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The organic carbon that forms the biological pump is transported primarily by sinking particulate material, for example dead organisms (including algal mats) or faecal pellets. However, some carbon reaches the deep ocean as dissolved organic carbon (DOC) by physical transport processes such as downwelling rather than sinking.
Carbon reaching the deep ocean by these means is either organic carbon or particulate inorganic carbon such as calcium carbonate (CaCO3). The former is a component of all organisms, the latter only of calcifying organisms, for example coccolithophores, foraminiferans or pteropods. In reference to the different use of these materials in organisms, the organic carbon portion of this transport is known as the soft tissues pump, while the inorganic carbon portion is known as the hard tissues pump.
In the case of organic material, remineralisation (or decomposition) processes such as bacterial respiration, return the organic carbon to dissolved carbon dioxide. Calcium carbonate dissolves at a rate dependent upon local carbonate chemistry. As these processes are generally slower than synthesis processes, and because the particulate material is sinking, the biological pump transports material from the surface of the ocean to its depths.
As the biological pump plays an important role in the Earth's carbon cycle, significant effort is spent quantifying its strength. However, because they occur as a result of poorly-constrained ecological interactions usually at depth, the processes that form the biological pump are difficult to measure. A common method is to estimate primary production fuelled by nitrate and ammonium as these nutrients have different sources that are related to the remineralisation of sinking material. From these it is possible to derive the so-called f-ratio, a proxy for the local strength of the biological pump. Applying the results of local studies to the global scale are complicated by the role the ocean's circulation plays in different ocean regions.
Land-use changes, the combustion of fossil fuels, and the production of cement have led to a flux of CO2 to the atmosphere. Presently, about one third (approximately 2 Gt C y-1) of anthropogenic emissions of CO2 are believed to be entering the ocean. However, the biological pump is not believed to play a role in this flux. This is because the biological pump is primarily limited by the availability of light and nutrients, and not by carbon. This is in contrast to the situation on land, where elevated atmospheric concentrations of CO2 may increase primary production because land plants are able to improve their water-use efficiency (= decrease transpiration) when CO2 is easier to obtain. However, there are still considerable uncertainties in the marine carbon cycle, and some research suggests that a link between elevated CO2 and marine primary production exists.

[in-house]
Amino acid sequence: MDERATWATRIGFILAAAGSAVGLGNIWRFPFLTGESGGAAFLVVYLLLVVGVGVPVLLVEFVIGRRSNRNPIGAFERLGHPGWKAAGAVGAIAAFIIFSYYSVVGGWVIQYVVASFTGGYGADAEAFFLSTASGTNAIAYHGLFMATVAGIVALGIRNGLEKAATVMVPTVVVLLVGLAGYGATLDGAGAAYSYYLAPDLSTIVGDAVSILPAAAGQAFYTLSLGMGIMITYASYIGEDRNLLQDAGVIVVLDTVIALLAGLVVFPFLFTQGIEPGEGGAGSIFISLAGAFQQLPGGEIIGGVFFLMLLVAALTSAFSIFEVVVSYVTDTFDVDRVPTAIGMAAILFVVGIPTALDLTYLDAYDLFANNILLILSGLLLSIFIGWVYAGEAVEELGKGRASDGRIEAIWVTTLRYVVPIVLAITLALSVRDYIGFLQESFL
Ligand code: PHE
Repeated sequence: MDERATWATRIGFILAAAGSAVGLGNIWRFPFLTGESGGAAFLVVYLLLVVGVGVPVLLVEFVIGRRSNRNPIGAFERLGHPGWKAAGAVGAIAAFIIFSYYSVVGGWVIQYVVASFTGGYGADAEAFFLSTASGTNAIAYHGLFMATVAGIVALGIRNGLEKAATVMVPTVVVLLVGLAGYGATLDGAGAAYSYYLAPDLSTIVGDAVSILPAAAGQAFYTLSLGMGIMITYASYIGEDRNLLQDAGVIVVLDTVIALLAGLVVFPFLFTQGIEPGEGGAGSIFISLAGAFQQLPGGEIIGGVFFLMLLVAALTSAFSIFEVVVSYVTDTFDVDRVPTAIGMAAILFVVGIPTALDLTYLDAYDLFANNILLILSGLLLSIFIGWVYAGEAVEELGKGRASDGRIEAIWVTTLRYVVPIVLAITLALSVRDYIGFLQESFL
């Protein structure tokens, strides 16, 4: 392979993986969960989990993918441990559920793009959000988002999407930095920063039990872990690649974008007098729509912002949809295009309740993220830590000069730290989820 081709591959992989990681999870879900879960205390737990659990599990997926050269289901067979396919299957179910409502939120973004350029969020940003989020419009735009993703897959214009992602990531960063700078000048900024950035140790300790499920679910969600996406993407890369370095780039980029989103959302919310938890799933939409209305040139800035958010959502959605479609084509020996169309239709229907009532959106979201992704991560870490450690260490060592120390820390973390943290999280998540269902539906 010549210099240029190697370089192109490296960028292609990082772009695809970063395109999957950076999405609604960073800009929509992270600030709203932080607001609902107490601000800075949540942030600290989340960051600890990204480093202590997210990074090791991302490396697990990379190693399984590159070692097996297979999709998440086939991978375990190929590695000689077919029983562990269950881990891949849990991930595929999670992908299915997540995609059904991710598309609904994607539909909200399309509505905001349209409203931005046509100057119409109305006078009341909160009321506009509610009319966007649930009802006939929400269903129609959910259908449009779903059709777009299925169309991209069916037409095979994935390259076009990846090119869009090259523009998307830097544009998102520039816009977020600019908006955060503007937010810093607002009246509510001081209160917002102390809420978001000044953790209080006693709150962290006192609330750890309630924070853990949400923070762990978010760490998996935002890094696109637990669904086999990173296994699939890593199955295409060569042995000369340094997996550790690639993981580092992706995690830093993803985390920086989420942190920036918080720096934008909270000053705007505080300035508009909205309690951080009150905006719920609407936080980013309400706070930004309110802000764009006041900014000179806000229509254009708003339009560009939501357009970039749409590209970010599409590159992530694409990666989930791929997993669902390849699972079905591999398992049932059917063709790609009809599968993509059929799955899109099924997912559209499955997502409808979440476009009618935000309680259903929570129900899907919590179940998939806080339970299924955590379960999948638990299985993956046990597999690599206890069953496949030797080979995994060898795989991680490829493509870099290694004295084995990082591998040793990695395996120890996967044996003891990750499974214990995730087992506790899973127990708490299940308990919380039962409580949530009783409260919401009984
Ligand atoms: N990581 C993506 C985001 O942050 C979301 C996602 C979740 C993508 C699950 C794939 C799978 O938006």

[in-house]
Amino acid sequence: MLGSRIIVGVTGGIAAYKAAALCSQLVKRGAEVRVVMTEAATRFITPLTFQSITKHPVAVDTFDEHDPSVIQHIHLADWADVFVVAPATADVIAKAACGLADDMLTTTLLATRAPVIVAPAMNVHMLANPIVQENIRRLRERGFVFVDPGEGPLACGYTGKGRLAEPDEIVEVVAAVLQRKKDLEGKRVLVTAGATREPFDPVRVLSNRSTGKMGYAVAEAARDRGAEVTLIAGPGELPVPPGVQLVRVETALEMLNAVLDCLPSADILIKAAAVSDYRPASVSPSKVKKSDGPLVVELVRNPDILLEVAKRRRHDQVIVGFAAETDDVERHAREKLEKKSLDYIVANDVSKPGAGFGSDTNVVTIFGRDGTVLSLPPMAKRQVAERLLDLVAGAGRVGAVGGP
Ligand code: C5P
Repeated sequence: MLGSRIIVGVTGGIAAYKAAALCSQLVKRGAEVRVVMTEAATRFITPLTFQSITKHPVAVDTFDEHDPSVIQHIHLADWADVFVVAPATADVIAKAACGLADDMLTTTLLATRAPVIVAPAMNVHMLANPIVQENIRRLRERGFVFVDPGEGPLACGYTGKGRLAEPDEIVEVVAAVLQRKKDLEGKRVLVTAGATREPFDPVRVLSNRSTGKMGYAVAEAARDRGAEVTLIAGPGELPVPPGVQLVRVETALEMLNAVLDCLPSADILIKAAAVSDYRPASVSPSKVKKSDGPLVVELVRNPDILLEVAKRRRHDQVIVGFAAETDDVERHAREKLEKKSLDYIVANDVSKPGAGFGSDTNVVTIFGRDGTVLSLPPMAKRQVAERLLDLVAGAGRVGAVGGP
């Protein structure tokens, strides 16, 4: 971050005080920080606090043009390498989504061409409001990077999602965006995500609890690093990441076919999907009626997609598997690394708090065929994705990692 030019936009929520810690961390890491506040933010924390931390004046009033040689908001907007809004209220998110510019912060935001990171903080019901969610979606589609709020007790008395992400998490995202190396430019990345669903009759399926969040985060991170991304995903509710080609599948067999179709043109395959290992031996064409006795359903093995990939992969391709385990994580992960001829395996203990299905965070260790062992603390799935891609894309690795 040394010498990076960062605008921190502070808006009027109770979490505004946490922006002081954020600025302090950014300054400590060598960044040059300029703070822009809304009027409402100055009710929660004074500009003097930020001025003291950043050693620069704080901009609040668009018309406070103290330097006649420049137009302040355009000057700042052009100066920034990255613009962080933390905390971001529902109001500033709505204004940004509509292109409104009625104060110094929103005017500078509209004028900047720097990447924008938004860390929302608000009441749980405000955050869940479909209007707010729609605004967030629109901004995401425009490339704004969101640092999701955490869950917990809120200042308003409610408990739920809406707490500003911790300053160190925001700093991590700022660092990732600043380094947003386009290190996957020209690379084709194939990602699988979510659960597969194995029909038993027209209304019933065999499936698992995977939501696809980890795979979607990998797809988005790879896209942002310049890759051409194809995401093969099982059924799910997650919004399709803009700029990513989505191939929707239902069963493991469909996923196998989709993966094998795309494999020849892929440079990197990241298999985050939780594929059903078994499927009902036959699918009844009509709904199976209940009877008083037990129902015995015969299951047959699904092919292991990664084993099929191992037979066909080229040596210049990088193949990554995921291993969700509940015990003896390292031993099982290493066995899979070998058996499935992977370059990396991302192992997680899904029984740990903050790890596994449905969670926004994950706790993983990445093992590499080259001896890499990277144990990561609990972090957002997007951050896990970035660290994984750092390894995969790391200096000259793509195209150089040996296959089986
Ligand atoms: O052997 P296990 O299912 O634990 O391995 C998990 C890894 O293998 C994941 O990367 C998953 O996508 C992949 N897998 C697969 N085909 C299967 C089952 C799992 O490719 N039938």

However, climate change may affect the biological pump in the future by warming and stratifying the surface ocean. It is believed that this could decrease the supply of nutrients to the euphotic zone, reducing primary production there. Also, changes in the ecological success of calcifying organisms caused by ocean acidification may affect the biological pump by altering the strength of the hard tissues pump. This may then have a "knock-on" effect on the soft tissues pump because calcium carbonate acts to ballast sinking organic material.
|This article is licensed under the GNU Free Documentation License. It uses material from the Wikipedia article "Biological_pump". A list of authors is available in Wikipedia.|